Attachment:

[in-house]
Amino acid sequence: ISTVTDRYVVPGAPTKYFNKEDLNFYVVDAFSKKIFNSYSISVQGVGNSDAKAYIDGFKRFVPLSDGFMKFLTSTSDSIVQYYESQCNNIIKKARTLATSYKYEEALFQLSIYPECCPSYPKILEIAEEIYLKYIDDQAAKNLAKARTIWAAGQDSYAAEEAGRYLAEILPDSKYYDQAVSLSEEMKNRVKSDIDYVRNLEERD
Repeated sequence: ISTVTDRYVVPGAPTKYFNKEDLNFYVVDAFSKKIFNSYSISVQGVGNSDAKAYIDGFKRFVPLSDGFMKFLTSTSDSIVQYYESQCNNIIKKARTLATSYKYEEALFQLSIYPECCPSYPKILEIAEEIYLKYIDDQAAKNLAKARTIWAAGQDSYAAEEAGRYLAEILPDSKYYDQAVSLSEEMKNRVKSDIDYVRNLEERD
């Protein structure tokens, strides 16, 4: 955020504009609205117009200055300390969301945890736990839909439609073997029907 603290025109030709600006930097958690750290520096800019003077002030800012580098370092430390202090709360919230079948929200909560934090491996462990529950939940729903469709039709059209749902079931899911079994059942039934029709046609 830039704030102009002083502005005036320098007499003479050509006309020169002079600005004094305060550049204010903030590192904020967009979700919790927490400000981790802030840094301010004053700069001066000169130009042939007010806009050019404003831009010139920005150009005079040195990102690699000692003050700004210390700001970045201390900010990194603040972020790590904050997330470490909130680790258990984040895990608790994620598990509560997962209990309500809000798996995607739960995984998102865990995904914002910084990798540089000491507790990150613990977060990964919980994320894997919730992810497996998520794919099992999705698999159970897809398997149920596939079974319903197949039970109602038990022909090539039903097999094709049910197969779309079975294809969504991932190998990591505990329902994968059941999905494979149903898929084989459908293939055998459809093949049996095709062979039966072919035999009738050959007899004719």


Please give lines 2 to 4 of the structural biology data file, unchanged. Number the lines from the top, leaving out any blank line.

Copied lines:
Amino acid sequence: ISTVTDRYVVPGAPTKYFNKEDLNFYVVDAFSKKIFNSYSISVQGVGNSDAKAYIDGFKRFVPLSDGFMKFLTSTSDSIVQYYESQCNNIIKKARTLATSYKYEEALFQLSIYPECCPSYPKILEIAEEIYLKYIDDQAAKNLAKARTIWAAGQDSYAAEEAGRYLAEILPDSKYYDQAVSLSEEMKNRVKSDIDYVRNLEERD
Repeated sequence: ISTVTDRYVVPGAPTKYFNKEDLNFYVVDAFSKKIFNSYSISVQGVGNSDAKAYIDGFKRFVPLSDGFMKFLTSTSDSIVQYYESQCNNIIKKARTLATSYKYEEALFQLSIYPECCPSYPKILEIAEEIYLKYIDDQAAKNLAKARTIWAAGQDSYAAEEAGRYLAEILPDSKYYDQAVSLSEEMKNRVKSDIDYVRNLEERD
């Protein structure tokens, strides 16, 4: 955020504009609205117009200055300390969301945890736990839909439609073997029907 603290025109030709600006930097958690750290520096800019003077002030800012580098370092430390202090709360919230079948929200909560934090491996462990529950939940729903469709039709059209749902079931899911079994059942039934029709046609 830039704030102009002083502005005036320098007499003479050509006309020169002079600005004094305060550049204010903030590192904020967009979700919790927490400000981790802030840094301010004053700069001066000169130009042939007010806009050019404003831009010139920005150009005079040195990102690699000692003050700004210390700001970045201390900010990194603040972020790590904050997330470490909130680790258990984040895990608790994620598990509560997962209990309500809000798996995607739960995984998102865990995904914002910084990798540089000491507790990150613990977060990964919980994320894997919730992810497996998520794919099992999705698999159970897809398997149920596939079974319903197949039970109602038990022909090539039903097999094709049910197969779309079975294809969504991932190998990591505990329902994968059941999905494979149903898929084989459908293939055998459809093949049996095709062979039966072919035999009738050959007899004719």